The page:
There are many reasons to expect a weaker U.S. dollar next year and perhaps for longer, but none more important than the new policy stance of the Federal Reserve.
The U.S. dollar briefly rallied in March due to its haven role in investment portfolios. Since then, it has dropped around 12% against a trade-weighted basket of currencies as the U.S. turned out to be even harder hit by the coronavirus pandemic than most major economies.
As vaccines are rolled out and the global economy snaps back, this trade won’t necessarily run in reverse. Rather, currencies of countries that export commodities and manufactured goods are likely to keep strengthening against the dollar, as would be seen in a typical global recovery. Some Asian exporters already are quietly intervening to limit their currencies’ rise.
But this time, reasons to expect a weaker dollar run even deeper. For several years before the pandemic, U.S. interest rates on both the long and short ends of the yield curve were substantially higher than in Europe and Japan—a major source of strength for the U.S. currency. That premium has largely disappeared, though, as the Fed lowered short-term rates to near zero and launched a new round of asset purchases. The yield on 10-year U.S. Treasury notes has fallen from almost 2% at the start of the year to around 0.93% now.
Granted, that is still well higher than the 0.02% and minus-0.58% yields on 10-year Japanese and German government bonds, respectively. But real yields in the U.S. are in fact lower on an inflation-adjusted basis, points out markets economist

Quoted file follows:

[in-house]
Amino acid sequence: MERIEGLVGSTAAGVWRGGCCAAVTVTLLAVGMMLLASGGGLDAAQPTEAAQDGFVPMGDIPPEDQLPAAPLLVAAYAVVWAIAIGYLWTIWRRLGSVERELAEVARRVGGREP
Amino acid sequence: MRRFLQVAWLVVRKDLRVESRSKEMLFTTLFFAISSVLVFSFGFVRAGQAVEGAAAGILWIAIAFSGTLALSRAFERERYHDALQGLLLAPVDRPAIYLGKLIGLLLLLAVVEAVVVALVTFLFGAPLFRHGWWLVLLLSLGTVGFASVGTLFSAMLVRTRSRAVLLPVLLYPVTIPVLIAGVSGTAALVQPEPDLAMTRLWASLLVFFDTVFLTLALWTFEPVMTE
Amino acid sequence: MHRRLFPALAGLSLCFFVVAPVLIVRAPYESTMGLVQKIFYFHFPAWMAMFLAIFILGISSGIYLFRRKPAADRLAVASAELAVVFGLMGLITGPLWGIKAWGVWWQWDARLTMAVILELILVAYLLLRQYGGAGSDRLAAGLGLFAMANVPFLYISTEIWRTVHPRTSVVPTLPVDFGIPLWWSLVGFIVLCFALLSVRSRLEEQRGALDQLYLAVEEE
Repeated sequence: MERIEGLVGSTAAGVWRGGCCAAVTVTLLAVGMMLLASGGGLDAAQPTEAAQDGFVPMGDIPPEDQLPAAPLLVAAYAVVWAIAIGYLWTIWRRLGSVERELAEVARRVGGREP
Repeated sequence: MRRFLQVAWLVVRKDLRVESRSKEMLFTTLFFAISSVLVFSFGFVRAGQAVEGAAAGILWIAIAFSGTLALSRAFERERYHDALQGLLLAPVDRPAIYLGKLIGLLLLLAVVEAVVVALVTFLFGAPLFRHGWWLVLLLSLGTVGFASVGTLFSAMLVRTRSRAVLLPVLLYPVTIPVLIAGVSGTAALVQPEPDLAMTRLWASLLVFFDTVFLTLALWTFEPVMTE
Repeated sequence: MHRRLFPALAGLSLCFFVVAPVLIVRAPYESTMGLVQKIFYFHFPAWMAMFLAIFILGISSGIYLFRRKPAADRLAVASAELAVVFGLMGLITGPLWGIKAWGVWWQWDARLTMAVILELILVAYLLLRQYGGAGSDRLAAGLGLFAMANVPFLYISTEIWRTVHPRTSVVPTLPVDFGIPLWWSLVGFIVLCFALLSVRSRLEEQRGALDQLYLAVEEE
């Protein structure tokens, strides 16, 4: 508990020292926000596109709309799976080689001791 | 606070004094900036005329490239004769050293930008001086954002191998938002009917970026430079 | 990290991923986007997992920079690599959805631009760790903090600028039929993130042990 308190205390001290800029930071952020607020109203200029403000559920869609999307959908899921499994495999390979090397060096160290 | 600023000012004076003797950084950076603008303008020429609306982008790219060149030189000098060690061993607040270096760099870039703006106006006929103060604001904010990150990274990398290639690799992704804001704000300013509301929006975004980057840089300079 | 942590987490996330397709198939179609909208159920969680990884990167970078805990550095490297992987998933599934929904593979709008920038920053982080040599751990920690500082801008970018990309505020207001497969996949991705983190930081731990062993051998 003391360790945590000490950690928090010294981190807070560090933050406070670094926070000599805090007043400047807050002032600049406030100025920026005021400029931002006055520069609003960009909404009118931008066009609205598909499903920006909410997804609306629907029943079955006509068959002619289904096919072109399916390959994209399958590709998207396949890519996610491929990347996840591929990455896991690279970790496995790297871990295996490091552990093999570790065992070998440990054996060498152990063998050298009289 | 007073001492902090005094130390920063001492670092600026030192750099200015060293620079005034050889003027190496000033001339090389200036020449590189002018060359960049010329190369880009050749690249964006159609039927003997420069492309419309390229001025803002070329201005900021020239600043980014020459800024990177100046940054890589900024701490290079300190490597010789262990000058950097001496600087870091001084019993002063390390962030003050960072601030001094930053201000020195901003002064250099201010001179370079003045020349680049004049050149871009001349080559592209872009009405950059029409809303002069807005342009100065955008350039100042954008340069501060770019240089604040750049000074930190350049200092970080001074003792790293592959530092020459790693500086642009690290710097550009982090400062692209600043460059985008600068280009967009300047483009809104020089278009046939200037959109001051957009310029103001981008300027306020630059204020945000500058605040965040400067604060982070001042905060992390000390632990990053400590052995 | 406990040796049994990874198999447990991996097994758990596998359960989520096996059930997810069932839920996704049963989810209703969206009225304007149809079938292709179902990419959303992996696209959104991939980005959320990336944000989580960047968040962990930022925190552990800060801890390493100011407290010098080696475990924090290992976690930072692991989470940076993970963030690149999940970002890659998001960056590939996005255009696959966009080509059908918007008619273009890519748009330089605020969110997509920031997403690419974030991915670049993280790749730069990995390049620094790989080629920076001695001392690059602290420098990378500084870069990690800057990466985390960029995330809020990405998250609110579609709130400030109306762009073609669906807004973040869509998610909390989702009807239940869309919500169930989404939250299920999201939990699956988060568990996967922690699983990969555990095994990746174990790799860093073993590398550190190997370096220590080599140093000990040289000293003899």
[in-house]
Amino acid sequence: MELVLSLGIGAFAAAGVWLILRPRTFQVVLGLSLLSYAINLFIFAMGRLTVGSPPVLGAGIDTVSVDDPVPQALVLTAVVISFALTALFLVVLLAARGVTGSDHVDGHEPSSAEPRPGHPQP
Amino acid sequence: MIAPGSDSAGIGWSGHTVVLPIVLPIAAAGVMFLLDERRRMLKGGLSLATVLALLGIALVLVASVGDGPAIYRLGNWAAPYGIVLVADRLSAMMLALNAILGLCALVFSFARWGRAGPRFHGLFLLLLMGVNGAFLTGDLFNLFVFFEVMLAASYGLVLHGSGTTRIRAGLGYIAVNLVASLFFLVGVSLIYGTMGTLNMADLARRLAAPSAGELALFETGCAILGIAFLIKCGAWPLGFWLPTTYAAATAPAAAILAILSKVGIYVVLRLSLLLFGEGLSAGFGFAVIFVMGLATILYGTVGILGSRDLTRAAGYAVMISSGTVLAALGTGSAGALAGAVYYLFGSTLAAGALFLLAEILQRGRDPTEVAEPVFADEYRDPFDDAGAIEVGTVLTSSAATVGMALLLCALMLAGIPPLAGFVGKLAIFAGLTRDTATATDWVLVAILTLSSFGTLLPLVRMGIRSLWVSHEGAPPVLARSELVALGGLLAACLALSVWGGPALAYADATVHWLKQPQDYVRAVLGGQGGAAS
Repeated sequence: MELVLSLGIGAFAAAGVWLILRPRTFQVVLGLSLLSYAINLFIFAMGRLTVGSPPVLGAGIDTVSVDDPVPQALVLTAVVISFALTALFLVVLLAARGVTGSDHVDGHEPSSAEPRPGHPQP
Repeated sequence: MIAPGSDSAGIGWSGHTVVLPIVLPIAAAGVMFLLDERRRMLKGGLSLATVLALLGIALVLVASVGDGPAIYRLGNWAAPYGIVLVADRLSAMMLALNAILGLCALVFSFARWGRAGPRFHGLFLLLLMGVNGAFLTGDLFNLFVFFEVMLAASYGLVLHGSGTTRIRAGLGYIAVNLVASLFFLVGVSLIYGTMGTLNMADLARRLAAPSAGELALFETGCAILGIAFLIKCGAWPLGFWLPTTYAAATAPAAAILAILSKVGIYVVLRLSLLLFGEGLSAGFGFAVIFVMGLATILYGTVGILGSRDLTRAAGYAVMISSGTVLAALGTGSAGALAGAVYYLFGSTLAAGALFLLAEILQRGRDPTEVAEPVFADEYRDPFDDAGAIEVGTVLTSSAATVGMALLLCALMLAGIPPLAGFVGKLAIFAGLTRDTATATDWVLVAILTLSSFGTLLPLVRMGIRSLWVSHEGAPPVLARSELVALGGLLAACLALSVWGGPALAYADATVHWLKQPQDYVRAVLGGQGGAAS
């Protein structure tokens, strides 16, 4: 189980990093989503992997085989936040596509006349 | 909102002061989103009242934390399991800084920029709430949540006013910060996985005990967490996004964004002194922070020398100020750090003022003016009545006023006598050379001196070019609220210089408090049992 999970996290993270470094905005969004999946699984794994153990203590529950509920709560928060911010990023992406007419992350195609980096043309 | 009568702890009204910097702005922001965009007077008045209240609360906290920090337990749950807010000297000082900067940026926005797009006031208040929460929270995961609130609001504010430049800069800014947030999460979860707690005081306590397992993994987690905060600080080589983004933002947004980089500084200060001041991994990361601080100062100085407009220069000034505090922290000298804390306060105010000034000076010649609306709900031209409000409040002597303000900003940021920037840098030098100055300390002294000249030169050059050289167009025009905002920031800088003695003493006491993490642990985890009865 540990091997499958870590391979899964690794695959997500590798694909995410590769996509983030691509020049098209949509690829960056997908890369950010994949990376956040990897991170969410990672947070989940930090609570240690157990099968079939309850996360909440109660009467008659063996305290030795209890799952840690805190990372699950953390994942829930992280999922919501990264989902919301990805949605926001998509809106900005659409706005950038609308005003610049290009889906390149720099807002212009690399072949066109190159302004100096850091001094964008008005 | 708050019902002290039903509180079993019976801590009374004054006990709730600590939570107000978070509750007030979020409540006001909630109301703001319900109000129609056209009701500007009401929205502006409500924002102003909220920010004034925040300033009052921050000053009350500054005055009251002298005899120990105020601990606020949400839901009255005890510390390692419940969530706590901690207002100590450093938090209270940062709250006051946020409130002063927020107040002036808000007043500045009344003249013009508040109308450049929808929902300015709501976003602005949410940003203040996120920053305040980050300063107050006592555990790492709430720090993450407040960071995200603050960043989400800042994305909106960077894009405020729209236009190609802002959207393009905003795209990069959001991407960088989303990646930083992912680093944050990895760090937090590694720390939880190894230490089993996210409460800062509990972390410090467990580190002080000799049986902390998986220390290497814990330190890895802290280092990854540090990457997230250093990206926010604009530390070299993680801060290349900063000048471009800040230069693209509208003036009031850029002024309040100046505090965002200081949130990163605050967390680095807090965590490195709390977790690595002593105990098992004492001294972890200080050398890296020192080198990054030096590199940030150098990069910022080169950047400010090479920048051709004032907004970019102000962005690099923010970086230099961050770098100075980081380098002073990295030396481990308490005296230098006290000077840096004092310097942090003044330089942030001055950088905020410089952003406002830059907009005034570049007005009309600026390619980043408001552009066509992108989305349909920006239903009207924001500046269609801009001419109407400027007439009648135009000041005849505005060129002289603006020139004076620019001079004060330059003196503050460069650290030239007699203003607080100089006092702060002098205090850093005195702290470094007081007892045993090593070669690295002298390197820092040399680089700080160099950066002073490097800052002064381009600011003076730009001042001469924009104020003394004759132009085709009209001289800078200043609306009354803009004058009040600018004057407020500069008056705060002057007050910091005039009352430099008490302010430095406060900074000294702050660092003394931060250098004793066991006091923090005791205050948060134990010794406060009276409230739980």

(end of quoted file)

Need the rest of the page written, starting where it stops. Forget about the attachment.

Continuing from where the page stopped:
of Capital Economics. In the U.S., the core consumer-price index was 1.6% higher than a year earlier in November. That compares with slight deflation in Japan and the eurozone.
This gap in real rates is unlikely to narrow soon. After all, the Fed pledged in August to let inflation run above its 2% target for an extended period and not to respond to falling unemployment with pre-emptive rate increases. Meanwhile, peer central banks around the world continue to target inflation rates of around 2% while falling well short of that.
If markets take the Fed at its word, they won’t bid up the dollar as they normally might in response to robust inflation or growth data out of the U.S. This is why TS Lombard economist
calls the new framework an effective end to the traditional “strong dollar” policy of the U.S. government.
Consider, for instance, the likely market reaction to a large stimulus package early in the Biden administration. Big doses of deficit spending are typically seen as dollar-negative because they mean the U.S. will have to import more foreign savings. But stimulus could be seen as dollar-positive if it successfully boosts U.S. growth. This time, however, the Fed has essentially pledged not to lift rates pre-emptively in response to positive economic news, so a big stimulus package is likely to be unambiguously negative for the dollar.
None of this needs to be bad news for investors. As most assets are priced in dollars, a weaker dollar often means higher asset prices on everything from stocks to commodities to emerging-market bonds. Investors whose net worth is concentrated in dollars should make sure they are diversified, for example by not hedging the currency exposure on their foreign equity holdings, says
Senior Economist, Americas at UBS Wealth Management.
The perennially strong dollar may be a thing of the past. Investors are unlikely to miss it.
Write to Aaron Back at email@example.com